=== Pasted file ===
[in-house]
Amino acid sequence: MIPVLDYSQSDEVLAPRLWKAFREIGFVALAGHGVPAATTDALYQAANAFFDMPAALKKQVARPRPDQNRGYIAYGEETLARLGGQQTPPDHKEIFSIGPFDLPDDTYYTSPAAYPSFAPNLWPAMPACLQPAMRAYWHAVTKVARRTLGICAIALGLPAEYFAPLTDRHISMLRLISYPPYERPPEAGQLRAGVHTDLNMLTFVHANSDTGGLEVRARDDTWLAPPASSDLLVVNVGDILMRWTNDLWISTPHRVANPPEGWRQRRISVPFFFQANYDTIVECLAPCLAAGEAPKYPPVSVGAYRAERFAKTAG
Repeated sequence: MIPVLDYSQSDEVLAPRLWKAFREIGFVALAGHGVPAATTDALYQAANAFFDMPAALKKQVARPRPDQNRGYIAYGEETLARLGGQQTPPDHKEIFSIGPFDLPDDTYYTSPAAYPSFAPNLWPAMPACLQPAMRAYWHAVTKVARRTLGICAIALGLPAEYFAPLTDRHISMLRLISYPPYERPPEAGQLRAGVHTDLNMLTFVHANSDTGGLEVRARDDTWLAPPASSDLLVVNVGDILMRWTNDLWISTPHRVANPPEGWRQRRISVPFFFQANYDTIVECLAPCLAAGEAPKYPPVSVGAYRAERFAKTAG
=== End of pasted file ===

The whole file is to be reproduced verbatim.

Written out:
[in-house]
Amino acid sequence: MIPVLDYSQSDEVLAPRLWKAFREIGFVALAGHGVPAATTDALYQAANAFFDMPAALKKQVARPRPDQNRGYIAYGEETLARLGGQQTPPDHKEIFSIGPFDLPDDTYYTSPAAYPSFAPNLWPAMPACLQPAMRAYWHAVTKVARRTLGICAIALGLPAEYFAPLTDRHISMLRLISYPPYERPPEAGQLRAGVHTDLNMLTFVHANSDTGGLEVRARDDTWLAPPASSDLLVVNVGDILMRWTNDLWISTPHRVANPPEGWRQRRISVPFFFQANYDTIVECLAPCLAAGEAPKYPPVSVGAYRAERFAKTAG
Repeated sequence: MIPVLDYSQSDEVLAPRLWKAFREIGFVALAGHGVPAATTDALYQAANAFFDMPAALKKQVARPRPDQNRGYIAYGEETLARLGGQQTPPDHKEIFSIGPFDLPDDTYYTSPAAYPSFAPNLWPAMPACLQPAMRAYWHAVTKVARRTLGICAIALGLPAEYFAPLTDRHISMLRLISYPPYERPPEAGQLRAGVHTDLNMLTFVHANSDTGGLEVRARDDTWLAPPASSDLLVVNVGDILMRWTNDLWISTPHRVANPPEGWRQRRISVPFFFQANYDTIVECLAPCLAAGEAPKYPPVSVGAYRAERFAKTAG